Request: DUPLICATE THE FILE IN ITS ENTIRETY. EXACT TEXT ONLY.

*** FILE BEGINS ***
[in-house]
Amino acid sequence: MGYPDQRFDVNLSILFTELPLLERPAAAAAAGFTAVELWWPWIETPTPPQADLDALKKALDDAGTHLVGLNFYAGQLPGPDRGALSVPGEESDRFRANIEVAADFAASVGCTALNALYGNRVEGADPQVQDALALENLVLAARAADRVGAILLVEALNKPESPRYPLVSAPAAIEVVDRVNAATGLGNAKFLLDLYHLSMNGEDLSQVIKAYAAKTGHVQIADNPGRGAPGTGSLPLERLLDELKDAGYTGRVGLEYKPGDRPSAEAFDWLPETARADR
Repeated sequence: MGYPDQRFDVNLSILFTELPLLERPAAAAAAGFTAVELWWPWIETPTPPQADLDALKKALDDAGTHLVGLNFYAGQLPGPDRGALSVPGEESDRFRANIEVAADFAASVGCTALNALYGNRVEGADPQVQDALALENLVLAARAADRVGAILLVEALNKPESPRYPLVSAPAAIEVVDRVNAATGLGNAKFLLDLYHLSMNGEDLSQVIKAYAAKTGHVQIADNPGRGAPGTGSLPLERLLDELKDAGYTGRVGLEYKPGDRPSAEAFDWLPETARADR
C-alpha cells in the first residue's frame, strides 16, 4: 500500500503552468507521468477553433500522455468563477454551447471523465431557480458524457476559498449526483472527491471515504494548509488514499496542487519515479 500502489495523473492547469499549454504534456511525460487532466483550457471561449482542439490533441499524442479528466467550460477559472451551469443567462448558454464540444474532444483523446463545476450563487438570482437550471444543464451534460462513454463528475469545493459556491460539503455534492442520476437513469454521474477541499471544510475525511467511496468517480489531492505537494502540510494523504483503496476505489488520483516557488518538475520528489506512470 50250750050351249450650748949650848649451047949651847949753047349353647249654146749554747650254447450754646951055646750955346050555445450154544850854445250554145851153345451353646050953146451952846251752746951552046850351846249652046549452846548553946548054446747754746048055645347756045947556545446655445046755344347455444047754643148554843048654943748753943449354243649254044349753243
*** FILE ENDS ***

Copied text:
[in-house]
Amino acid sequence: MGYPDQRFDVNLSILFTELPLLERPAAAAAAGFTAVELWWPWIETPTPPQADLDALKKALDDAGTHLVGLNFYAGQLPGPDRGALSVPGEESDRFRANIEVAADFAASVGCTALNALYGNRVEGADPQVQDALALENLVLAARAADRVGAILLVEALNKPESPRYPLVSAPAAIEVVDRVNAATGLGNAKFLLDLYHLSMNGEDLSQVIKAYAAKTGHVQIADNPGRGAPGTGSLPLERLLDELKDAGYTGRVGLEYKPGDRPSAEAFDWLPETARADR
Repeated sequence: MGYPDQRFDVNLSILFTELPLLERPAAAAAAGFTAVELWWPWIETPTPPQADLDALKKALDDAGTHLVGLNFYAGQLPGPDRGALSVPGEESDRFRANIEVAADFAASVGCTALNALYGNRVEGADPQVQDALALENLVLAARAADRVGAILLVEALNKPESPRYPLVSAPAAIEVVDRVNAATGLGNAKFLLDLYHLSMNGEDLSQVIKAYAAKTGHVQIADNPGRGAPGTGSLPLERLLDELKDAGYTGRVGLEYKPGDRPSAEAFDWLPETARADR
C-alpha cells in the first residue's frame, strides 16, 4: 500500500503552468507521468477553433500522455468563477454551447471523465431557480458524457476559498449526483472527491471515504494548509488514499496542487519515479 500502489495523473492547469499549454504534456511525460487532466483550457471561449482542439490533441499524442479528466467550460477559472451551469443567462448558454464540444474532444483523446463545476450563487438570482437550471444543464451534460462513454463528475469545493459556491460539503455534492442520476437513469454521474477541499471544510475525511467511496468517480489531492505537494502540510494523504483503496476505489488520483516557488518538475520528489506512470 50250750050351249450650748949650848649451047949651847949753047349353647249654146749554747650254447450754646951055646750955346050555445450154544850854445250554145851153345451353646050953146451952846251752746951552046850351846249652046549452846548553946548054446747754746048055645347756045947556545446655445046755344347455444047754643148554843048654943748753943449354243649254044349753243